White House crafting one international traveler program

The Bush administration is developing one international program for frequent travelers to and from the United States, Homeland Security Department officials told Congress on Wednesday.

"We're going to move towards a global enrollment system," Elaine Dezenski, acting assistant secretary for border and transportation security at the department, told a House Homeland Security subcommittee. She explained that the program could consist of one database for a myriad of current border-crossing programs.

The department would model the initiative after a contentious domestic registered-travel system it is currently testing at certain U.S. airports. The pilot project gives participating frequent travelers access to a special line with quicker security screenings if they pay a fee and voluntarily submit biographical and biometric data.

Expanding the initiative internationally is likely to raise concerns among civil rights and privacy advocates who have had trepidations about a domestic program. Critics are concerned about the program's cost, how Homeland Security officials manage such a program and ensure privacy, how passengers can resolve disputes, and whether the effort will improve security.

The international initiative could incorporate programs for U.S. citizens and Mexican nationals crossing back and forth for work or to visit family; a new mandate that requires American citizens returning from Bermuda, the Caribbean and Central America to show passports; and a program for registered commercial truckers entering the country on the Northern and Southern borders.

Dezenski and the State Department's Frank Moss on Wednesday were forced to defend the Bush administration's decision last week to back down from passport requirements for foreign visitors entering the country without visas. U.S. officials gave countries that are part of the "visa waiver" program an extra year before they must issue passports to their citizens with imbedded biometric information such as fingerprints or scanned irises.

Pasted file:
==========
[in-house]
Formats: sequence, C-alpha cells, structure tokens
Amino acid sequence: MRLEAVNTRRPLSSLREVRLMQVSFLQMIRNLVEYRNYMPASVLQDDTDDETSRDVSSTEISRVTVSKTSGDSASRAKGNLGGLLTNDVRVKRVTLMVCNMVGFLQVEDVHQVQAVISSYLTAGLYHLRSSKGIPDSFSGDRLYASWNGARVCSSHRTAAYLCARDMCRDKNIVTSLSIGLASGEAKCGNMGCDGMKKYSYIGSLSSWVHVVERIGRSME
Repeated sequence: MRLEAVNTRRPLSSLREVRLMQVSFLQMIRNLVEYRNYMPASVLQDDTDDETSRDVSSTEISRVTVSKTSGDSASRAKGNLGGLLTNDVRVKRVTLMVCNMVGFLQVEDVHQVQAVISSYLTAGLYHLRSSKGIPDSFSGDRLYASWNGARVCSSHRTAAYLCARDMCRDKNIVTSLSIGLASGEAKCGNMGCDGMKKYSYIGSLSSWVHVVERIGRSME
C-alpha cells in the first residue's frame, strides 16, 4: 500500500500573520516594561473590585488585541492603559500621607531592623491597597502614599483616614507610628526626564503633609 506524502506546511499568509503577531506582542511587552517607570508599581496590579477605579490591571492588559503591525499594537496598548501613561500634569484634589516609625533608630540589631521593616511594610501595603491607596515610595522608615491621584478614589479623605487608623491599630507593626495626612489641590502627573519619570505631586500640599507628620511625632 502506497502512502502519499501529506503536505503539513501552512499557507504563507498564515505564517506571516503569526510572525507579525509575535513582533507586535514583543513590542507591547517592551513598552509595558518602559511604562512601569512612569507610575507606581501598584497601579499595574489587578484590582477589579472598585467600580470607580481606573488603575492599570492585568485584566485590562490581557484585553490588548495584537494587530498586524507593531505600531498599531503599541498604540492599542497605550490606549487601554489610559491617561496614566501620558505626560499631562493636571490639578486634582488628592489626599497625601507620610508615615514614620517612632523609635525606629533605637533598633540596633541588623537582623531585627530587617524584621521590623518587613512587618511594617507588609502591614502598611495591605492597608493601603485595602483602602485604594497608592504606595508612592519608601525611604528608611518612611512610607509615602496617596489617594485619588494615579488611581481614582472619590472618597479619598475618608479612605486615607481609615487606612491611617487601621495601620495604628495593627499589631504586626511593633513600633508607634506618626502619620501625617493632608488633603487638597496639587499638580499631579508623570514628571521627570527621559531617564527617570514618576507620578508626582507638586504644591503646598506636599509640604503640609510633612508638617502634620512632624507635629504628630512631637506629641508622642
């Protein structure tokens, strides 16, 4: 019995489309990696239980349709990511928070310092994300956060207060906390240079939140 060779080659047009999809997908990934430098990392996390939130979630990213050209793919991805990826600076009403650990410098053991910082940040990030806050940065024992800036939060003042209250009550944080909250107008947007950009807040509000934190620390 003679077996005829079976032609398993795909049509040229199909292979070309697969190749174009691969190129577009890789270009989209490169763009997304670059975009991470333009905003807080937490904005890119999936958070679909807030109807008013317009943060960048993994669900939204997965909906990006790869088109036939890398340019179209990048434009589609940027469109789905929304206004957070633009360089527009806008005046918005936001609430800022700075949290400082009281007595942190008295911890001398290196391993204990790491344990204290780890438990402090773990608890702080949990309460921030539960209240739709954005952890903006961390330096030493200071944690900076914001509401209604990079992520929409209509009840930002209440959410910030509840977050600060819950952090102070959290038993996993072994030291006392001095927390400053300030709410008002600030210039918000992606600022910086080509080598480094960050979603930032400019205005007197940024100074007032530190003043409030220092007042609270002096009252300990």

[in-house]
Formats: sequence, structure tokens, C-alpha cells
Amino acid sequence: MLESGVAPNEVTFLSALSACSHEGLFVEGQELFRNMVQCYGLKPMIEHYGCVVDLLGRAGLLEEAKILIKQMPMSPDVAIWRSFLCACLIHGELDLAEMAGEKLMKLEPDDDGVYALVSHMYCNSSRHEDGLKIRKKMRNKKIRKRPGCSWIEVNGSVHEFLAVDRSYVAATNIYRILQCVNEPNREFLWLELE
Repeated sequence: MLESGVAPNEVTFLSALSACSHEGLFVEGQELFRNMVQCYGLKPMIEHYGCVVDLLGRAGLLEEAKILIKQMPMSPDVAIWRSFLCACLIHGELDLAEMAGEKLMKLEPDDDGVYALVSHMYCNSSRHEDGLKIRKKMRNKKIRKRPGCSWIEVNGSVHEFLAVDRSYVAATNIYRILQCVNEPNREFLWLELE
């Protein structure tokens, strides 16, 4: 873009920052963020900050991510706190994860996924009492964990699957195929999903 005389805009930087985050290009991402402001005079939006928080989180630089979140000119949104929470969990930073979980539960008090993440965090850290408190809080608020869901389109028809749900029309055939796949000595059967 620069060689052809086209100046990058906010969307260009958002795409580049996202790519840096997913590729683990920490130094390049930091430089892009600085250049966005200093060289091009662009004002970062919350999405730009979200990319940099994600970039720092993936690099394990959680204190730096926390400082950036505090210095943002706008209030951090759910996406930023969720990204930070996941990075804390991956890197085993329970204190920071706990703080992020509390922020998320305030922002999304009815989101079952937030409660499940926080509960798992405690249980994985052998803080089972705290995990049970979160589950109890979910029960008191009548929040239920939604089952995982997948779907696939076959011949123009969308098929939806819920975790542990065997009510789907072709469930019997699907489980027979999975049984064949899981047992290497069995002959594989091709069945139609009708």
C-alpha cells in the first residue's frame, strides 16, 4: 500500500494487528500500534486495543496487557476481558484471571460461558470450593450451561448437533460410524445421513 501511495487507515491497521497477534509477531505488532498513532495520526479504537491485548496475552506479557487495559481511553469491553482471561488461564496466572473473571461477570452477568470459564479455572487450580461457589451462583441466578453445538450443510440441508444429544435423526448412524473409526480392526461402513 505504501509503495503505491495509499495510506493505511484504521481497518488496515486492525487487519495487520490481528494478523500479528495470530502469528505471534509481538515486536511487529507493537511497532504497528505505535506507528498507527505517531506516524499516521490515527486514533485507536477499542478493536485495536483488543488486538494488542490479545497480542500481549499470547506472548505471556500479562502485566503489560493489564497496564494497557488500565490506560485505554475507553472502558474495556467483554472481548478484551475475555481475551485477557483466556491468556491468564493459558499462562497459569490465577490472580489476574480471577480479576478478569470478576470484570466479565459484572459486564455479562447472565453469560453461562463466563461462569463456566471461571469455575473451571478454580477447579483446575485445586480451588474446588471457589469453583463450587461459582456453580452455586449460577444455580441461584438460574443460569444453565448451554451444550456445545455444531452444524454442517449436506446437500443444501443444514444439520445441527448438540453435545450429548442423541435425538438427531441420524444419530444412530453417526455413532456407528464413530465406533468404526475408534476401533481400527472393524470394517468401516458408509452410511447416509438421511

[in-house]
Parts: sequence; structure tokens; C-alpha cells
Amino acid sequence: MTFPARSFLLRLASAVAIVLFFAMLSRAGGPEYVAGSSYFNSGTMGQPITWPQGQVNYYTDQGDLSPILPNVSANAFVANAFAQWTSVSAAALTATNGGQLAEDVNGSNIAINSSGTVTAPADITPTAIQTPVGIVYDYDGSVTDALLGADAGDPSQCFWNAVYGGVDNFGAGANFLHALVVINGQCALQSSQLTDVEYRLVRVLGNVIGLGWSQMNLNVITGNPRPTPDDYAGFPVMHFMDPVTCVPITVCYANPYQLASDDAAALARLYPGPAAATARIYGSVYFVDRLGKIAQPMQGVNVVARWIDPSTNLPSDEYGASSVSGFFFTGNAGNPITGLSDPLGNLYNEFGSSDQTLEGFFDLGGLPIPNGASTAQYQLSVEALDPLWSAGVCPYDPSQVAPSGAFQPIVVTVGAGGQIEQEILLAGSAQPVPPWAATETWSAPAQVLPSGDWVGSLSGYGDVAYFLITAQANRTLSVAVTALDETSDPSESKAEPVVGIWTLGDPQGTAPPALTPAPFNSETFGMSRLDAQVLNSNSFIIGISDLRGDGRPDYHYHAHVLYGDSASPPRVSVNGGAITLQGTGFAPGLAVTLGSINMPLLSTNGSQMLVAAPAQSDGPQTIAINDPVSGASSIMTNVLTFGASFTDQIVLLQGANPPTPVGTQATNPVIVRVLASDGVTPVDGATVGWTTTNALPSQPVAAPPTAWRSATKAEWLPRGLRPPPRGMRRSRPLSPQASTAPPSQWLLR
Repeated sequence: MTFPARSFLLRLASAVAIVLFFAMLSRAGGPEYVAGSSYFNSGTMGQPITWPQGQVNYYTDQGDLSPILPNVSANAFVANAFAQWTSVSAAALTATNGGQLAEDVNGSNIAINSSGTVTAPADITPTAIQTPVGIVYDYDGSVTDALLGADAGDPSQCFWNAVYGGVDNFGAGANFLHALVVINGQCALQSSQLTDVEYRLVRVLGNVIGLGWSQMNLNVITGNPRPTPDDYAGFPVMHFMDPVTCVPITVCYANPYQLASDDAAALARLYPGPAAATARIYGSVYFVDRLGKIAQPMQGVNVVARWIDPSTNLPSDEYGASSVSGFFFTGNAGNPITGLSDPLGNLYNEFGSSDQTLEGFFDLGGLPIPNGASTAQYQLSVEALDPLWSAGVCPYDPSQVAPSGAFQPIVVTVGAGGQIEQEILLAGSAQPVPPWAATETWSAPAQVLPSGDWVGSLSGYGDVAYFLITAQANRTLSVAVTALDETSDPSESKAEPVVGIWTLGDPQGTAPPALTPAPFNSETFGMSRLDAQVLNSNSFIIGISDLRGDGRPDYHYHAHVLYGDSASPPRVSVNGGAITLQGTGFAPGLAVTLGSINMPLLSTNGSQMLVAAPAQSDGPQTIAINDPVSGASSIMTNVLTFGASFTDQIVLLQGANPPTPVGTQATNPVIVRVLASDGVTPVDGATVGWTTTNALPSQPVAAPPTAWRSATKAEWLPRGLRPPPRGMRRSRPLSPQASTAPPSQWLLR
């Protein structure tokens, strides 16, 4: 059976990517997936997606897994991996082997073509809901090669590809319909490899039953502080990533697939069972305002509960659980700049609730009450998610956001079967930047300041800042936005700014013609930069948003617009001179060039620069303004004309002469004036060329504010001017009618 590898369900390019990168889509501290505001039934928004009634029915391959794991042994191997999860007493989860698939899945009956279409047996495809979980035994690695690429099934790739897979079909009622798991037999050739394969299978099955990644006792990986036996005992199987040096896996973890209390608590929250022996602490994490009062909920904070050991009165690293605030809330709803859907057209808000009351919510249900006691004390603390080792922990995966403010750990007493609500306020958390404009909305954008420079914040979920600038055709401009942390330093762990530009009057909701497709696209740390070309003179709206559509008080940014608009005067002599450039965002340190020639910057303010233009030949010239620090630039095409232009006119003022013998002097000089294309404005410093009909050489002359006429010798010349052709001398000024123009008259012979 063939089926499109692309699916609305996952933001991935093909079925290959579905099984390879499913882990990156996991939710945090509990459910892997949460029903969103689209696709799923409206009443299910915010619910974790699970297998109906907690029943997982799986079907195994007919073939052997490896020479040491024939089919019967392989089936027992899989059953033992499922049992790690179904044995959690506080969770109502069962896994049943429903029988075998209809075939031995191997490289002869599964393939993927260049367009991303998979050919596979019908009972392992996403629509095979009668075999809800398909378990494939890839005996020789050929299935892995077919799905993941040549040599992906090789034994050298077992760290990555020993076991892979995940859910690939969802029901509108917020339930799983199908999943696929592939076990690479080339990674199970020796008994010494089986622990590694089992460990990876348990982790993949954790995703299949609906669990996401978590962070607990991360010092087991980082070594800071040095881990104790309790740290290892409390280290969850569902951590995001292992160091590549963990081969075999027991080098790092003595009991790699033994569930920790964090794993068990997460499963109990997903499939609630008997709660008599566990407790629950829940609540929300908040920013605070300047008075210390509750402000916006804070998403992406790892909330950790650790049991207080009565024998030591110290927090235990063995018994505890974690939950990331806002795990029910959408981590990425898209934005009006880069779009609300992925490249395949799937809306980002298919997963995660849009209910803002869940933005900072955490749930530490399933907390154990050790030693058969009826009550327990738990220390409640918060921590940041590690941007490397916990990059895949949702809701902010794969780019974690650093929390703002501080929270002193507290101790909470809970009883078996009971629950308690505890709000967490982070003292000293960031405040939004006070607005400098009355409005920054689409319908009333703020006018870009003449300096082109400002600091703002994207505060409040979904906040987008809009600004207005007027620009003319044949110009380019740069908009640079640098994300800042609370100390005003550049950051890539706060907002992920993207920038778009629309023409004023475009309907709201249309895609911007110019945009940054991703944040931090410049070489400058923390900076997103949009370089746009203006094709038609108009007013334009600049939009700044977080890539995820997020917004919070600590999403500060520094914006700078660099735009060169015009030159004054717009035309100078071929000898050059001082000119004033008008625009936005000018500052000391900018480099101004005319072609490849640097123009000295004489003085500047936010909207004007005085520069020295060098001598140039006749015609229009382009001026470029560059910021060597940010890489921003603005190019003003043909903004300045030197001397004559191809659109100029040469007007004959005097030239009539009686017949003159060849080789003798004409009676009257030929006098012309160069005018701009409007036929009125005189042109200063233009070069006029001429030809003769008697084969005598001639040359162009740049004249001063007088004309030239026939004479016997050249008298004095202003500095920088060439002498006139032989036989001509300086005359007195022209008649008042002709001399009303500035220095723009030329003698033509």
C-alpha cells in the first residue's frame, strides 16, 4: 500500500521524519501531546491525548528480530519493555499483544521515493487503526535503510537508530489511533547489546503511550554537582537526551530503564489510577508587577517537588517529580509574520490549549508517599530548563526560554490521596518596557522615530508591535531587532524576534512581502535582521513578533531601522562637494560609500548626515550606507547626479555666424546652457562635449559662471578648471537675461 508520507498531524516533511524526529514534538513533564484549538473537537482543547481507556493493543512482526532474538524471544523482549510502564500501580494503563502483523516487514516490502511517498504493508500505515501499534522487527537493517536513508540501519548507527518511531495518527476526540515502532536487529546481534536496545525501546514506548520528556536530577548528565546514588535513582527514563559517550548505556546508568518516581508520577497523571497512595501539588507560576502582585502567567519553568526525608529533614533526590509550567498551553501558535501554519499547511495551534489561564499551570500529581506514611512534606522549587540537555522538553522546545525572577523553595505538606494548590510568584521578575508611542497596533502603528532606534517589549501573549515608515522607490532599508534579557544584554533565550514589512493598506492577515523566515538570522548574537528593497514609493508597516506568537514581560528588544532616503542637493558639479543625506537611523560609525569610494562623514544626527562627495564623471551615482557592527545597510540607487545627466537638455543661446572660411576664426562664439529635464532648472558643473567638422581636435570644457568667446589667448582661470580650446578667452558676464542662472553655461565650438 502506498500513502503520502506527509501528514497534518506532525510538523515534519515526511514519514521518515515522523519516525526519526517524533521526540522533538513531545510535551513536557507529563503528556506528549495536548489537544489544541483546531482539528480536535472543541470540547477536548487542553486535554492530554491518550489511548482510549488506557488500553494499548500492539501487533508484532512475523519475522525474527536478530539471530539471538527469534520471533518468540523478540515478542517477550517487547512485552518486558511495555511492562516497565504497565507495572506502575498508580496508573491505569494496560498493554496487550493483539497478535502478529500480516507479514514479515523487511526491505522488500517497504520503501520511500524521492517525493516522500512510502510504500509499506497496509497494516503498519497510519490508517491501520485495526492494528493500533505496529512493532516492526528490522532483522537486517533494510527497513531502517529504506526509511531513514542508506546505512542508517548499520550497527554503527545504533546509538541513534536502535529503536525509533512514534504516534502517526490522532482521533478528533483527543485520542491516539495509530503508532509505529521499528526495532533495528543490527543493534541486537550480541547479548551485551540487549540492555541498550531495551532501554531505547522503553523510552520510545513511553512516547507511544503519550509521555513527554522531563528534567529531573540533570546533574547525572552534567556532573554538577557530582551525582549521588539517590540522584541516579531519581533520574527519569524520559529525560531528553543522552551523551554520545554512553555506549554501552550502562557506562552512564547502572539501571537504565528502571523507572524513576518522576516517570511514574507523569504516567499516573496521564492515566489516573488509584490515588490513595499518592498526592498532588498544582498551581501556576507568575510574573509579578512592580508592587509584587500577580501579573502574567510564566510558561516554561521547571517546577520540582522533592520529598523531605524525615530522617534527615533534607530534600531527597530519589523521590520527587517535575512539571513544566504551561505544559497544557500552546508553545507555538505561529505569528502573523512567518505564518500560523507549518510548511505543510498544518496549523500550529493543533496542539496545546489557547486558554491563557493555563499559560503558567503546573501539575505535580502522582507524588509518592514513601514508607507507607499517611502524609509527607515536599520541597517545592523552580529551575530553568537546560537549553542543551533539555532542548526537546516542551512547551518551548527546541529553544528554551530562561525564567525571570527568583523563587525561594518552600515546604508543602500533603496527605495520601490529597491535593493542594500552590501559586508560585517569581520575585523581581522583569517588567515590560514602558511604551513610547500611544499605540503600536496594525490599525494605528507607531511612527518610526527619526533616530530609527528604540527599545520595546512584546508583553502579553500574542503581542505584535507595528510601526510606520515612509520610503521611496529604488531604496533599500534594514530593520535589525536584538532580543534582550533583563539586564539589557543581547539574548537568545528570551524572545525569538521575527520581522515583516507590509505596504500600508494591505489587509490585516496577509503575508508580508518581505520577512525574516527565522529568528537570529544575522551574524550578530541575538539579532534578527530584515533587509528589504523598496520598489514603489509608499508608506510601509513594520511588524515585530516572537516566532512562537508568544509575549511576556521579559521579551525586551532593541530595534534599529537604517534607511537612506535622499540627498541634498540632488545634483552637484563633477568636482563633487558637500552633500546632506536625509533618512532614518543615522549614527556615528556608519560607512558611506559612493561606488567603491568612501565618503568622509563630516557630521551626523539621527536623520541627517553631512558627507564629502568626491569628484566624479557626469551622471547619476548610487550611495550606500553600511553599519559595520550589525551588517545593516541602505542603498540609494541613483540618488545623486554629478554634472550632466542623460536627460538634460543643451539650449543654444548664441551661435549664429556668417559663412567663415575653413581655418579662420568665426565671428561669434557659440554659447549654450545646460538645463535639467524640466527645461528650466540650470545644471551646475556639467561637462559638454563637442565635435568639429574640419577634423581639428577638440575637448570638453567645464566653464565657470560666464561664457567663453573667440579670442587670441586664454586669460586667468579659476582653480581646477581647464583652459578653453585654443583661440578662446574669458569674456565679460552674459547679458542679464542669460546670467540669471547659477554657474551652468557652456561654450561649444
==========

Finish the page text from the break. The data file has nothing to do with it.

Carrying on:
"In doing so, the department appears to be keeping up its record of breaking deadlines it, Congress or the president has set," said Rep. Bennie Thompson of Mississippi, the ranking Democrat on the Homeland Security Committee.

Panel Chairman Christopher Cox, R-Calif., also refuted the administration's claim that letting visa-waiver countries issue passports with digital photographs qualifies as a biometric standard.

"That's not biometric technology in my view," Cox said, adding that a digital photograph and embedded chip with biographical information is not a measurement for inspection. "There is no mysticism to it."

Dezenski and Moss said the international community is culturally opposed to scanned fingerprints because many perceive that it is as if the United States is "booking" them for a crime.

Moss told the panel that the United States has not endorsed scanned fingerprints for U.S. passports and that the country must be careful about imposing requirements on other countries that could reciprocate the mandate on U.S. citizens.